The skeleton man continued to lead her back step by step as though the dance was still continuing. Her feet responded to his despite her desperate attempts to resist.

The pain in her hand subsided to a dull throb. In the swirling dust of disintegrated bones she caught a glimpse of a vertical white line. Without knowing what it was she instinctively reached out towards it with her free hand.

Her splayed fingers caught hold of a chunk of smooth, almost soft wood. Paint chips lined the edges of her fingers, threatening to tear away from the slightest provocation. She dug her nails into the wood and leaned all her weight on her heels, pulling against the skeleton man.

David walked with his hands out in front of him, searching for anything he could hold on to. His hands yearned for the warmth of another human.

Smooth and cold, glass materialized beneath his hands. He turned in what he hoped was the direction of the door. With on hand following the horizontal edge of the window, he slid his feet across the flood as quickly as he could to avoid tripping. The gray dust that flowed ahead of and all around him had thinned considerably in the passing seconds. He could see the outline of something ahead of him as light permeated from the door only a few feet away.

Several strands of silver and blonde hair floated out towards him, adamantly resisting the current.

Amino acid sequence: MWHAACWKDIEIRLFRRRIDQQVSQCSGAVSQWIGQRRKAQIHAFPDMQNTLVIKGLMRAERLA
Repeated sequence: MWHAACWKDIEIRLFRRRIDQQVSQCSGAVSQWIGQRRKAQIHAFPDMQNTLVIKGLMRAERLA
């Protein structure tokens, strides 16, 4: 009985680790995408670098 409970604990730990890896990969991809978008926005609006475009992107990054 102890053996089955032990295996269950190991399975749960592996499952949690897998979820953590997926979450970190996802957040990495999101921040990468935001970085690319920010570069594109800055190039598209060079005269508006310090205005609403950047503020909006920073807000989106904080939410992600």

Sabrina!

He reached out towards her with his free hand before mustering up the will to call out her name. He barely got through the first two syllables before breaking off into a coughing fit that only further aggravated the burning agony in his throat.

She heard the faint syllable through the roar of the swirling wind in her ears and her heart skipped a beat. She gripped the wooden edge tighter despite the pain in her knuckles, praying she had not imagined it.

The skeleton kept pulling at her with a strength it logically should not possess. His bony fingers never loosened between hers and his arm remained wrapped around her waist. She felt her heels sliding against the ground and knew she wouldn’t last much longer. Within a minute her feet would slip out from underneath her, she’d lose her grip on the doorhinge, and that would be the end.